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实用英语入门辅导Euphemism (Noun)委婉语

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实用英语入门辅导Euphemism (Noun)委婉语
Euphemism (Noun)
委婉语
'Pass away' is a euphemism for 'die'.
'去世'是'死'的委婉语。
Pronunciation: ['yu-f?mi-zm]
Definition 1: A less offensive word substituted for an offensive one. Words referring to the semantic extremes of the holy and the profane are often taboo. To circumvent the impediment this raises, we replace the prohibited words with more acceptable ones, called "euphemisms."
Usage 1: "God," as an interjection, for example, is replaced by "golly," and "heck" replaces "hell." One is too holy to be uttered, the other, too profane. In Britain, "bloody" is considered vulgar, so "ruddy" has replaced it: "He's a right ruddy blighter, he is." A person given to using euphemisms (euphemizing) is a "euphemist" or "euphemizer." Euphemisms are "euphemistic" terms and we use them "euphemistically."
Suggested usage: Today, euphemisms are widely used to replace any unpleasant or potentially offensive word. Not only are there a plethora of euphemisms for "drunk" (high, pickled, tipsy, snockered) and kill (eliminate, rub out, off, remove), but also for words that refer to jobs and conditions with negative connotations, e.g. "janitor" (custodian), "crippled" (impaired), "to fire" (to lay off), "insane" (mentally ill). In fact, "pork," "beef," and "mutton" are all euphemisms for "pig meat," "cow meat," and "sheep meat" borrowed from French porc "pig", boeuf "ox", and mouton "sheep."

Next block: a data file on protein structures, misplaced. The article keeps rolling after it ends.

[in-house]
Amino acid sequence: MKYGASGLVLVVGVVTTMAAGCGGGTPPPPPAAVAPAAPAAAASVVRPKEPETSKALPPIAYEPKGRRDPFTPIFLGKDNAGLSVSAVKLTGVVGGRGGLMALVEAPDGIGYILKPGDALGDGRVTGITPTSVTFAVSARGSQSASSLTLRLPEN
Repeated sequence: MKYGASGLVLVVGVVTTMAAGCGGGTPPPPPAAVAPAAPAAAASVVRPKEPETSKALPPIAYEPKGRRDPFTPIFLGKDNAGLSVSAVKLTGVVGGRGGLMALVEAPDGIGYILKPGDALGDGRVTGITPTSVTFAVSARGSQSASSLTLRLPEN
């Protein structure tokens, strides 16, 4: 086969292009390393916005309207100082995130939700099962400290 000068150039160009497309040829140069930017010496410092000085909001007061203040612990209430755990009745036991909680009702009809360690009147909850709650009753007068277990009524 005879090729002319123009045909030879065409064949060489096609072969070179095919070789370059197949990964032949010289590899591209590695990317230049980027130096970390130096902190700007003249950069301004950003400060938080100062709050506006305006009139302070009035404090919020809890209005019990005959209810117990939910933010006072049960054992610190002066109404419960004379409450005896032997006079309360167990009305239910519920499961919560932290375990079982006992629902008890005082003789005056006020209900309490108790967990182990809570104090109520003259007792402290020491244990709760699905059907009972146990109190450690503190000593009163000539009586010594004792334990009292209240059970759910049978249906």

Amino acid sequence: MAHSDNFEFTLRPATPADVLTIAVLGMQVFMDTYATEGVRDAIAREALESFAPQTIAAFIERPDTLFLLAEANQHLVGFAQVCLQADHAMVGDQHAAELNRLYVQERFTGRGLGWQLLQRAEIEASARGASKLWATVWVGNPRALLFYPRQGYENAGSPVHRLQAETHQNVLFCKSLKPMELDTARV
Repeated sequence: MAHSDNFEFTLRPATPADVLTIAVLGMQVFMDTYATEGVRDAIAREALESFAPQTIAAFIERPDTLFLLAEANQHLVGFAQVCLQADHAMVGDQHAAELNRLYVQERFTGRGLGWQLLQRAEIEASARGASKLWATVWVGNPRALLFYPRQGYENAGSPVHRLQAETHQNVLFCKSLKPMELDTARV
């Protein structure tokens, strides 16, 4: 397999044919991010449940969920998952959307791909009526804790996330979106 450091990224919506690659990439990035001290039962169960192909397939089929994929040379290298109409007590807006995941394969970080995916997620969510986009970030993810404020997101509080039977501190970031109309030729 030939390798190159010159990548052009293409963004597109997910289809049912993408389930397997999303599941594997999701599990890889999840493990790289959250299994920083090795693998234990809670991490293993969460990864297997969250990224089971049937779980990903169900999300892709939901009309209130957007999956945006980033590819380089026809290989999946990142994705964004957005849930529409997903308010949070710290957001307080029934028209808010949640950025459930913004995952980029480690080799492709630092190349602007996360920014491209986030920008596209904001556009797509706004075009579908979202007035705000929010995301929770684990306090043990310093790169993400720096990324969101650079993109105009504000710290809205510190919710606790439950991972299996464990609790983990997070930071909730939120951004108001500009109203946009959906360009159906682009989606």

Etymology【词源】: Today's word was borrowed from Greek "euphemismos "euphemism" from euphemizein "to use auspicious words&q
uot; based on euphemia "auspicious words," a compound comprising eu- "good, true" + pheme "saying, speech." Greek "blasphemos," from which our "blasphemous" derives, was originally a similar compound based on blas- "bad" + phem- + os. English "blame" comes from Old French "blasmer," a reduction of Vulgar Latin *blastemere, itself a corruption of Late Latin blasphemare "to reproach."
uot; based on euphemia "auspicious words," a compound comprising eu- "good, true" + pheme "saying, speech." Greek "blasphemos," from which our "blasphemous" derives, was originally a similar compound based on blas- "bad" + phem- + os. English "blame" comes from Old French "blasmer," a reduction of Vulgar Latin *blastemere, itself a corruption of Late Latin blasphemare "to reproach."

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